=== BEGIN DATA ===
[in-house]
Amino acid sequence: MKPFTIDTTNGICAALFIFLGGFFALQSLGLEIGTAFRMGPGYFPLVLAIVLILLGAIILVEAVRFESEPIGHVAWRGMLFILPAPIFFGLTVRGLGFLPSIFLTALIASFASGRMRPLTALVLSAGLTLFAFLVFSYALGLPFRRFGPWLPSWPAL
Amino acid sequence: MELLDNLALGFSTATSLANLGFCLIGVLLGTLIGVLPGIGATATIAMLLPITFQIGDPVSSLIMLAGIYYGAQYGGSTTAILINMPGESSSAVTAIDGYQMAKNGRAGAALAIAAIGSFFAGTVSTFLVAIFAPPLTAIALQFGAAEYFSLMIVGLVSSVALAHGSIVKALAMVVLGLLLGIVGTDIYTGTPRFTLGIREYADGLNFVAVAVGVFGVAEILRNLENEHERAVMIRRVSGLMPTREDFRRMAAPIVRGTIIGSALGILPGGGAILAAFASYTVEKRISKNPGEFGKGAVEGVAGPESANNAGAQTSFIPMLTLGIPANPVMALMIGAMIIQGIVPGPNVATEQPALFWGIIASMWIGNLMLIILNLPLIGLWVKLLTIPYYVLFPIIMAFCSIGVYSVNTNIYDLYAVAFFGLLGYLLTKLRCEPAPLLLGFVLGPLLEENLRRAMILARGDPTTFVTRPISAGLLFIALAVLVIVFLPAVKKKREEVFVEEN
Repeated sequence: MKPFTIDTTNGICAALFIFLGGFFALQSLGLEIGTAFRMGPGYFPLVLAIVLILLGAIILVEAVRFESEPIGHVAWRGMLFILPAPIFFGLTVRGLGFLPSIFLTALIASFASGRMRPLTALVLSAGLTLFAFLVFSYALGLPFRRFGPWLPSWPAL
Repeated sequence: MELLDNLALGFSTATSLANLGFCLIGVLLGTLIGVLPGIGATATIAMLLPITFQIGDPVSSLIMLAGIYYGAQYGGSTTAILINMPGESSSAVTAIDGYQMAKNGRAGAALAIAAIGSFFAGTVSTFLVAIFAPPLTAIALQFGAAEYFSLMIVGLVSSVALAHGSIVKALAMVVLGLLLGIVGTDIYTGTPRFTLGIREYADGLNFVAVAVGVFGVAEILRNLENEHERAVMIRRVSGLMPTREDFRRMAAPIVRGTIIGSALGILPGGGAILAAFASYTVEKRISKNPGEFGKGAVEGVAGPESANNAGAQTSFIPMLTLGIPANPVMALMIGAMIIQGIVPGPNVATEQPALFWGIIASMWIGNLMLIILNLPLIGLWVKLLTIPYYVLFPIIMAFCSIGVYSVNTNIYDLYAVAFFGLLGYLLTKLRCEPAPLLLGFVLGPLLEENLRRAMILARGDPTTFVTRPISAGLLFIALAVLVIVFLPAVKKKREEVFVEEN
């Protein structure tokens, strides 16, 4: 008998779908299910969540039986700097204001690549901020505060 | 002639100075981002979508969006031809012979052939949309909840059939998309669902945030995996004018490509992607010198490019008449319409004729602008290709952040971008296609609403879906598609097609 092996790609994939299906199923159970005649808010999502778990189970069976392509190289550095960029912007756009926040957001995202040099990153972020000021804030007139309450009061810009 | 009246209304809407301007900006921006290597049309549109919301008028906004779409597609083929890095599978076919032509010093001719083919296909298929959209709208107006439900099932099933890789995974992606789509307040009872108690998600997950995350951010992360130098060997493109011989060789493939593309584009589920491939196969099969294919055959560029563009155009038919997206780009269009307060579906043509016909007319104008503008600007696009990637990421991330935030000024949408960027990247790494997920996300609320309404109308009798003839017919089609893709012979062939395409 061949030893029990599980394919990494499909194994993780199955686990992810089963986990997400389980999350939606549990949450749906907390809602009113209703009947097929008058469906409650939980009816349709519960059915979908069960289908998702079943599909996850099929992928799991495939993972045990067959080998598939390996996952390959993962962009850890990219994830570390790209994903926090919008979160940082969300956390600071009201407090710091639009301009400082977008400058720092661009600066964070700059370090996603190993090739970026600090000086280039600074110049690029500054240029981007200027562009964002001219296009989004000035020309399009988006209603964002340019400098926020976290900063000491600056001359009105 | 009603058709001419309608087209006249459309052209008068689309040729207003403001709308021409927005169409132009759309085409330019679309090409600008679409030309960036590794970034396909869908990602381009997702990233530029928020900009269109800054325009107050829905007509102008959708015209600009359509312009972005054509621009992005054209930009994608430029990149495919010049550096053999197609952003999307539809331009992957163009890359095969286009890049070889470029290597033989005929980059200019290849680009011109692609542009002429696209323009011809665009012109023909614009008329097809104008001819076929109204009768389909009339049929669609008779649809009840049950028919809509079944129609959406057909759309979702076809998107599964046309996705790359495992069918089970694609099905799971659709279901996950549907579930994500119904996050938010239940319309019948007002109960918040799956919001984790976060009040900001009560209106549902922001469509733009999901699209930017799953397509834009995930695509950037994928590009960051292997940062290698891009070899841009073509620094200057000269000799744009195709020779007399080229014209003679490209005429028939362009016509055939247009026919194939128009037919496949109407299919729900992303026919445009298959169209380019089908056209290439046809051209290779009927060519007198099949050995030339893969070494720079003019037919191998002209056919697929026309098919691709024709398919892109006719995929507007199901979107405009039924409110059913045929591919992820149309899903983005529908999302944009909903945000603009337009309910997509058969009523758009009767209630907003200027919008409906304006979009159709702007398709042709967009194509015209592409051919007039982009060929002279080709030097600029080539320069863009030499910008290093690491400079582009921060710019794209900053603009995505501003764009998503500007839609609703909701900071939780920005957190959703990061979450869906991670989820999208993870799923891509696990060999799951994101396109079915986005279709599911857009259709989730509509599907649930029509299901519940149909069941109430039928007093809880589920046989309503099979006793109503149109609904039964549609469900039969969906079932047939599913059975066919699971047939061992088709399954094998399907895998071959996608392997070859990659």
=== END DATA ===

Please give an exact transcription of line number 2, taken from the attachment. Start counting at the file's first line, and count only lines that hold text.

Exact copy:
Amino acid sequence: MKPFTIDTTNGICAALFIFLGGFFALQSLGLEIGTAFRMGPGYFPLVLAIVLILLGAIILVEAVRFESEPIGHVAWRGMLFILPAPIFFGLTVRGLGFLPSIFLTALIASFASGRMRPLTALVLSAGLTLFAFLVFSYALGLPFRRFGPWLPSWPAL